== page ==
When you run out of margin: create more

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In November, my second three-year term as secretary on my neighborhood community’s HOA board of directors concludes. I’m beyond excited to allocate my extra time toward other pursuits in an already jam-packed schedule. Case in point: a goof up this past Sunday in regard to said schedule reiterates that my margin runs shallow. While I spent two hours in the mountains hiking and writing, my church peeps waited for relief at the information desk. Although written in my planner, I overlooked my commitment when organizing my morning trek. With one minute to spare, I showed up for service, located a seat and later learned I had missed my volunteer stint. Yes, I’m human, but the oversight forced me to admit I either need to a) slow down or b) color code my task list. Regardless, good riddance to crabby neighbors and hello to more time for things that thrill me. It’s about creating margin (and taking a nap or two).

What happens when you run out of margin?

Photo courtesy of nunawwoofy at FreeDigitalPhotos.net.

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The quick fix: the easy way out may not be the best way through

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I was born with a bicuspid aortic valve. Six months ago, my cardiologist and I met to review my lab work and talk about my treatment plan. At that time, he put me on a supplement to help lower my total and LDL cholesterol—a hereditary albatross I’ve carried my entire adult life—with a recheck in three months. I balked at taking the supplement. I know it works (I’ve taken it before with great success), but the side effects can be unpleasant and permanent. Although a quick fix, I chose to abstain. I rescheduled my appointment for six months out and began my mindfulness journey. Today, positive change is reflected in the numbers from my latest blood draw. It would’ve been easy to take the supplement, but it wouldn’t have been the best way for me to claim ownership of my health. More changes await around the corner, but I’m encouraged. Sometimes proof is all we need to push through.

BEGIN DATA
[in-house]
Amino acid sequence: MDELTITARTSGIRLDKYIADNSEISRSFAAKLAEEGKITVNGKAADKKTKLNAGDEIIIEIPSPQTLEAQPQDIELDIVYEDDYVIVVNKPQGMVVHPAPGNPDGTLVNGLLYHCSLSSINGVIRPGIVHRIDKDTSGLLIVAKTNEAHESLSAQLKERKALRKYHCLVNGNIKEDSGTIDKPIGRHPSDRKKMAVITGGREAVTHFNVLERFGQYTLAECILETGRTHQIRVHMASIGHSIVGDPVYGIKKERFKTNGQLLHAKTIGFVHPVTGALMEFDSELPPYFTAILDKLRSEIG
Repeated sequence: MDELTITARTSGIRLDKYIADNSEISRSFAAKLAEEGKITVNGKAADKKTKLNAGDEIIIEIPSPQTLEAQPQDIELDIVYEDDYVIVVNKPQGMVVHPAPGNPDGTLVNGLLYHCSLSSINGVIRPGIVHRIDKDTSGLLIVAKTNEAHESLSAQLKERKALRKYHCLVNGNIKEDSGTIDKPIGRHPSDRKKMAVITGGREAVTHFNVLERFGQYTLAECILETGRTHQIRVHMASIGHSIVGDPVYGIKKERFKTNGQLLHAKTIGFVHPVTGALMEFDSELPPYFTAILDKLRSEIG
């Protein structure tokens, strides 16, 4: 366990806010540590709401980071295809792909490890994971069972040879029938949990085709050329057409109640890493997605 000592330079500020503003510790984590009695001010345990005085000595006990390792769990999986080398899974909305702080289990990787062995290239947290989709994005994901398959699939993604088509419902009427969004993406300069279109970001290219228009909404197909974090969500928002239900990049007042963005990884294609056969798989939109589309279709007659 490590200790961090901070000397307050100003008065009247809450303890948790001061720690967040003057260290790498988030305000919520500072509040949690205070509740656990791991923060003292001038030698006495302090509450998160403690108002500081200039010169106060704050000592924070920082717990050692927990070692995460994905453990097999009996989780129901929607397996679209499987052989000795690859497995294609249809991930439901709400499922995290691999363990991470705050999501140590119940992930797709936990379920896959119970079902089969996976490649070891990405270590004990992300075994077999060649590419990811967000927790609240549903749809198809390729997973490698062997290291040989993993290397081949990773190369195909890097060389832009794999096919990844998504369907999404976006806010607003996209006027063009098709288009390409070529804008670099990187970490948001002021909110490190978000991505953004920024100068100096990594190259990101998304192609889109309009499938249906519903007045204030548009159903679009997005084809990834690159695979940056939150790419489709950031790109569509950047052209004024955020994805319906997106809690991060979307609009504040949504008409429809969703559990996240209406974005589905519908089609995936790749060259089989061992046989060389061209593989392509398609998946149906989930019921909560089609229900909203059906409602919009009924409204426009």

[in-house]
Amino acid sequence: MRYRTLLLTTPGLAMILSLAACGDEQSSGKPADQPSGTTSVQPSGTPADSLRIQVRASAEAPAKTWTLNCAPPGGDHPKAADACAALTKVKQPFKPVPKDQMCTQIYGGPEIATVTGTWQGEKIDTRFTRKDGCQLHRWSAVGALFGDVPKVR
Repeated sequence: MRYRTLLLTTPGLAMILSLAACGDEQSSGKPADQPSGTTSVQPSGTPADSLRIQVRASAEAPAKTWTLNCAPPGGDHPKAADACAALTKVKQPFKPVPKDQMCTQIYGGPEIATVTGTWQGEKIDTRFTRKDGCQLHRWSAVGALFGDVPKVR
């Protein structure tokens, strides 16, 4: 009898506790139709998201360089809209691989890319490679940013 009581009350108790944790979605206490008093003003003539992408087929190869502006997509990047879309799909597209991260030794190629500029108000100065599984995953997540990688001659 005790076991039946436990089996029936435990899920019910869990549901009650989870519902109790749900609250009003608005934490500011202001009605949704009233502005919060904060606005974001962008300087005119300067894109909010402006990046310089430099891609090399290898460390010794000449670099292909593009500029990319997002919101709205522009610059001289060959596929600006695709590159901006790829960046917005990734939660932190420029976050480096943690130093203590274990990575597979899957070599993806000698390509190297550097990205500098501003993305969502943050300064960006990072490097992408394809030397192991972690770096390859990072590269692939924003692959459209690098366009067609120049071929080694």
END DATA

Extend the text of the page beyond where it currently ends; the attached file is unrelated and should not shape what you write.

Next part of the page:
When have you bypassed the quick fix?

Photo source: http://www.conanfitness.com.

Keep your eyes on the prize: how to quiet the chatter and remain present

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During a recent visit with my acupuncturist, I informed her that the chatter in my mind overwhelmed me. She treated me accordingly and I walked out of her office feeling calm, centered. As I drove home that evening, I contemplated how easy it is to become preoccupied by distractions that don’t serve or advance our purpose. How we get wrapped up in the news, TV, politics, social media or anything else that adds to the “chatter.” I’m not advocating ignorance: it’s important to remain educated on what’s taking place around us—near and far. And to get involved in whatever capacity we’re able. But here’s where we must be mindful: If we spend more time immersed in diversions, we begin to worry, play the comparison game, make excuses and turn inward. Live in our own little worlds. If we keep our eyes on the prize, however, it’s easier to quiet the chatter and remain present. To make a difference.

How do you keep your eyes on the prize?

Photo source: http://www.ideapod.com.

When you feel like a failure: don’t look back